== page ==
Searching for bacterial endosymbionts of sugarcane aphid Melanaphis sacchari

Monday, November 17, 2014
Exhibit Hall C (Oregon Convention Center)
Kathryne Fryer , Department of Entomology, Texas A&M University, College Station, TX
Josephine Antwi , Department of Entomology, Texas A&M University, College Station, TX
Raul Medina , Entomology, Texas A&M University, College Station, TX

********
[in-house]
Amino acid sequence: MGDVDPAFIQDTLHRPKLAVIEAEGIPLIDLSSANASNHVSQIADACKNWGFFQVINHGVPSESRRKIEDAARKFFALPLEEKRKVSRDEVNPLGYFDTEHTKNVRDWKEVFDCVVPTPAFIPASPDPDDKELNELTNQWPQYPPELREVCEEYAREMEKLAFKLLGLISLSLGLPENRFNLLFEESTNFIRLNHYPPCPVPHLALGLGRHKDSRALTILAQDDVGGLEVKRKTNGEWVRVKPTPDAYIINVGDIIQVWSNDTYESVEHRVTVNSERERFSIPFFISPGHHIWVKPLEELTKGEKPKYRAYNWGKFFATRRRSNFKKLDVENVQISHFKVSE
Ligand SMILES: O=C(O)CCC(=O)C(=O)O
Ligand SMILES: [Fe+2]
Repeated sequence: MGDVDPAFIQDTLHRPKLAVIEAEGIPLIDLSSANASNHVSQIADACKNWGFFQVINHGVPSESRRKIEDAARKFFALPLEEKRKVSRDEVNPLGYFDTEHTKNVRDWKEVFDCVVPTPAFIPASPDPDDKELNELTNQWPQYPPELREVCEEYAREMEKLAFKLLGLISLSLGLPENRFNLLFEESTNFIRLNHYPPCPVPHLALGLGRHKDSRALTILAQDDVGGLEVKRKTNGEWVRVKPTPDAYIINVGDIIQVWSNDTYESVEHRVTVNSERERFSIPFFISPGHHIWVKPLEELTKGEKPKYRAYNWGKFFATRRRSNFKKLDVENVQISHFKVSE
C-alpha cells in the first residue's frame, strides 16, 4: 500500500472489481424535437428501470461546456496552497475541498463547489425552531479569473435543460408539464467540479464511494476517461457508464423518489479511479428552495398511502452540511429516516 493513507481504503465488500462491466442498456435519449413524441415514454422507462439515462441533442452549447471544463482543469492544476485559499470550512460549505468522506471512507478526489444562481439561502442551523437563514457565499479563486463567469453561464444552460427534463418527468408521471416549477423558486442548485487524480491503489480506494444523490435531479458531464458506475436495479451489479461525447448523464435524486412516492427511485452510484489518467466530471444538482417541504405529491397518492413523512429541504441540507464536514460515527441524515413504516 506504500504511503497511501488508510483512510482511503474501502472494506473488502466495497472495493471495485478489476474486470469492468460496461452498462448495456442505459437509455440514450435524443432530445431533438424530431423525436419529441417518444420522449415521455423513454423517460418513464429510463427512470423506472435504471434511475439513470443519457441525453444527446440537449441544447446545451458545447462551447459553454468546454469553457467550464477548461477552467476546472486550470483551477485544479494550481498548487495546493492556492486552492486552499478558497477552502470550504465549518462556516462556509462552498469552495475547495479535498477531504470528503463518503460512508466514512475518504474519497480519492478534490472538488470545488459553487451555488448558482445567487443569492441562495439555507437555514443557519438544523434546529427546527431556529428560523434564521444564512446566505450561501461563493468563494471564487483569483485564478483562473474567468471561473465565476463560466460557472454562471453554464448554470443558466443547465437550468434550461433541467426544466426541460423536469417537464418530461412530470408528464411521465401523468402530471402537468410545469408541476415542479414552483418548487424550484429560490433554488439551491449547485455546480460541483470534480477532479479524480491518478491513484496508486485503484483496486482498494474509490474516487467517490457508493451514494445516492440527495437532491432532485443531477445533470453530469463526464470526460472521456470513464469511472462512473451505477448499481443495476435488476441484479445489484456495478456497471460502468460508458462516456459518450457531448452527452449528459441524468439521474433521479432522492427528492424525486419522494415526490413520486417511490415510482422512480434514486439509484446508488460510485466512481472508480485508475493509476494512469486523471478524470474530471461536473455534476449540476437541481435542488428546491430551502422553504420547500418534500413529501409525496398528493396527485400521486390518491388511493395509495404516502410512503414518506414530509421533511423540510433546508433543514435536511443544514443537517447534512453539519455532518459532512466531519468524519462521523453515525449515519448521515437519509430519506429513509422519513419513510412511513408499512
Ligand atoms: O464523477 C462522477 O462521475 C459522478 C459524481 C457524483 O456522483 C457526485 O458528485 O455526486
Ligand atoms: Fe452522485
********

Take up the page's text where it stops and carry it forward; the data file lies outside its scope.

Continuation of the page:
The sugar cane aphid Melanaphis sacchari was observed to be a serious emerging aphid in sorghum in the United States in 2013. The estimated yeild loss in certain regions of the United States reached up to 50%. The more that is understood about M. sacchari the faster this emerging sorghum pest can be successfully controlled. Research in other aphid species has revealed that bacterial endosymbionts play important roles in several aphid species. Endosymbiont benefits for aphid species include nutritional benefits, protection against disease and natural enemies, heat tolerance, and host range expansion. Nothing is known about the endosymbionts of M. sacchari. Understanding the bacterial endosymbionts associated with the sugar cane aphid may explain its recent switch from sugarcane to sorghum. In the present study, polymerase chain reactions (PCR) using specific primers from bacterial symbionts commonly found in other aphid species were used to screen for bacterial symbionts in M. sacchari. Aphids used for this study were collected from sorghum (grain,sweet and forage), sugar cane, corn, Sudan grass, and Johnson grass. This study presents data on bacterial endosymbtions present in the sugarcane aphid on several of its host-plant species.